Mike and Virginia co-playwright Nick Ward talks to drama on the waterfront about preparing the runway for ideas and the experience of writing with Kathryn Burnett.
“Where do you get your ideas from?” That is the question that every writer dreads. Well, this writer dreads it anyway. It’s not because I’m afraid of giving away my trade secret, not at all. I fear this question because I don’t have an answer. Ideas seem to spring out of the ether – it’s the closest thing I know to real magic.
Many years ago I remember hearing a very successful writer speak and he said he never has any ideas, he simply spends all his time preparing a runway for the ideas to land. At the time I thought he was just giving us a glib answer. However in my main years as a proper writer I have come to believe him. You have to ensure that runway lights are on and ground staff are in position – all in the hope that, out of the blue, an idea will arrive.
You have to be open to ideas. In the case of Mike and Virginia, Kathryn Burnett and I didn’t have clue that there was a story was circling, waiting to touch down. The concept for the play started when we were taking a long car journey. Confined together in a small space with no chance to escape the interior of the car was either going to become an incubator or a bloodbath. With Kath and I it’s always a bit of both but with a healthy amount of laughter thrown in for good measure.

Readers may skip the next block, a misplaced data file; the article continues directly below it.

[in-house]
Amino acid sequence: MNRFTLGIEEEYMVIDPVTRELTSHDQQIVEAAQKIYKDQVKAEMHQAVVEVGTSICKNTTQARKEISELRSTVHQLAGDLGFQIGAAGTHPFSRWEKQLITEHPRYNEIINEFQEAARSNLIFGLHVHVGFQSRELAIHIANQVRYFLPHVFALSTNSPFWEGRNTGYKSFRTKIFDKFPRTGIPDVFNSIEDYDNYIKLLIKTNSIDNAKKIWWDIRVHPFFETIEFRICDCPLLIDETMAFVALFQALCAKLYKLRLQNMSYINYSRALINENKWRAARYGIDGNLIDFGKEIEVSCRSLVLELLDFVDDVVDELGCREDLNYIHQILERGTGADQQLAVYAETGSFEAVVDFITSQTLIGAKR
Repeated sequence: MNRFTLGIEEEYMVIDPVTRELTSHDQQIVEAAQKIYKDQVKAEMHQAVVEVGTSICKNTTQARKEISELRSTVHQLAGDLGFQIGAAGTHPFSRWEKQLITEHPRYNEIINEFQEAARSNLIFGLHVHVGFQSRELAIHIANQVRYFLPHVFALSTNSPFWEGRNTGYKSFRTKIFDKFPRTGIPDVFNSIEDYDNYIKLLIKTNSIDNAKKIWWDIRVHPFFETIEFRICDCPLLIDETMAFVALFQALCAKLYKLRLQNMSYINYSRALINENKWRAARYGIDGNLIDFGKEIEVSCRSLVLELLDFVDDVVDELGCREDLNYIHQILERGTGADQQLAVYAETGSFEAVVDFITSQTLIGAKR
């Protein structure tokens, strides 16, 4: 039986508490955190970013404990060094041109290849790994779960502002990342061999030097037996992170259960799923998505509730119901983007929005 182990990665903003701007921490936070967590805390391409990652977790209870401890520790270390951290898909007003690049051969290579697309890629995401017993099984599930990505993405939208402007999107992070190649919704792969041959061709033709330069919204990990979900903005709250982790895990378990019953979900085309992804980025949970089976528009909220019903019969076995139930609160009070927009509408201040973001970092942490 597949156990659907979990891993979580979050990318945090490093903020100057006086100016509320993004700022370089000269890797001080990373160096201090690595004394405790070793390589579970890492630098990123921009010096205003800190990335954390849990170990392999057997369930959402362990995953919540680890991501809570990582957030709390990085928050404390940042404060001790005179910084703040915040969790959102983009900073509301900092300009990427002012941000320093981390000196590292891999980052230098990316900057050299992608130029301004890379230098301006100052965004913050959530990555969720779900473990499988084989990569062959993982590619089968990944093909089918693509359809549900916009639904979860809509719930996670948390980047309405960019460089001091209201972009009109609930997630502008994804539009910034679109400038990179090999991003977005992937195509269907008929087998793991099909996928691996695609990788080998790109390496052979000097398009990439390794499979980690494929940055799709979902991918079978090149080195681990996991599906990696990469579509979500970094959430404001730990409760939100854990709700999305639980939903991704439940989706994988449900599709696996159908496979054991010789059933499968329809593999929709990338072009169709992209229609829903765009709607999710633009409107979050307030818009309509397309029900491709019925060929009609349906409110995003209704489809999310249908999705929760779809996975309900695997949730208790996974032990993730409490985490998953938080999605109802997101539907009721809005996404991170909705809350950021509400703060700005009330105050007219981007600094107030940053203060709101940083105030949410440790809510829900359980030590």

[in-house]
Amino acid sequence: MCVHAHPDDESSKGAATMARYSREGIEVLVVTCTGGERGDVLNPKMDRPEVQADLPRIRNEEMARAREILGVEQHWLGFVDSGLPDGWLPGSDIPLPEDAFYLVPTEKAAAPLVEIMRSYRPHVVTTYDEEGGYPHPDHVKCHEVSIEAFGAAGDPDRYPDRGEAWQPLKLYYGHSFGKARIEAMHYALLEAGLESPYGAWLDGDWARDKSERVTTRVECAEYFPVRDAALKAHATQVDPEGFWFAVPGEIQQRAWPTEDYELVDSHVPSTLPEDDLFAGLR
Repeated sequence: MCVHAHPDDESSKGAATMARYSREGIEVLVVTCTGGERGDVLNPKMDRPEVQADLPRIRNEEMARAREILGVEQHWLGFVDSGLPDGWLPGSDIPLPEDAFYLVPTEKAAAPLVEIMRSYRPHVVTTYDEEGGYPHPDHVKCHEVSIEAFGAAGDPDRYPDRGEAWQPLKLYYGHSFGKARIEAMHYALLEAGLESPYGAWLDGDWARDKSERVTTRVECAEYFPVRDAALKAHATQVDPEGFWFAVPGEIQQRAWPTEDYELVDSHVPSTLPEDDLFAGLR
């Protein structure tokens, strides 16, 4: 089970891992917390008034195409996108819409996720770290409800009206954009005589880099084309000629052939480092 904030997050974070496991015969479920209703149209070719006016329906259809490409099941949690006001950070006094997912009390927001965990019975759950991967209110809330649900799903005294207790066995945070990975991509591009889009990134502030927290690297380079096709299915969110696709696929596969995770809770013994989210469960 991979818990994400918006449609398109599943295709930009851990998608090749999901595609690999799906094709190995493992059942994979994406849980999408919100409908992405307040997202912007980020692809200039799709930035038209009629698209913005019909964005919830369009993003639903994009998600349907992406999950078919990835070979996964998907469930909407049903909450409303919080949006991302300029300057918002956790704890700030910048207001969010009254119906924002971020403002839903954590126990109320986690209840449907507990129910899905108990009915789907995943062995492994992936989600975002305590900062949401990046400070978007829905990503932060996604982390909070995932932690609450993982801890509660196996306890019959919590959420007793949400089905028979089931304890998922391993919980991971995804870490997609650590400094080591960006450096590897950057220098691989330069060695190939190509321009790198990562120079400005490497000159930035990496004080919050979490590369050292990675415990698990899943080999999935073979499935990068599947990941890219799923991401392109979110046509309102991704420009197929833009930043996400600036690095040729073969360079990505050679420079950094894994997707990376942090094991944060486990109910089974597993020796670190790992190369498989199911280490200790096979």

On this particular journey we started having a conversation about our students as we were both teaching screenwriting at the time. I was convinced my students worshipped me (how could they not) and Kathryn was equally certain her students adored her (doubtful). This quickly turned into a hilarious argument and by the end of the journey we both looked at each other and said – there’s a story in this.
So were born Mike and Virginia, two film studies lecturers who hate each other and then the worse possible thing happens – they fall in love. It’s a romantic comedy about romantic comedies, so it gives us the chance to explore and deconstruct the way romantic comedies work and have a fun time doing it. Honestly we were laughing until we cried some days working on this show. However there’s always a fear that we might be having more fun writing the play than the audience will have watching it.
We needn’t have worried. On the first read-through of Mike and Virginiawe found ourselves surrounded by smiling faces, belly laughs and a few bittersweet tears. Our journey that started with a funny squabble in a car ended with a very happy audience. Ironically on closing night of the play’s first run a young woman approached me and asked me where Kathryn and I get our ideas from. For the first time in my life I had a firm answer to that question. I smiled and replied “We get them from being locked in a car.”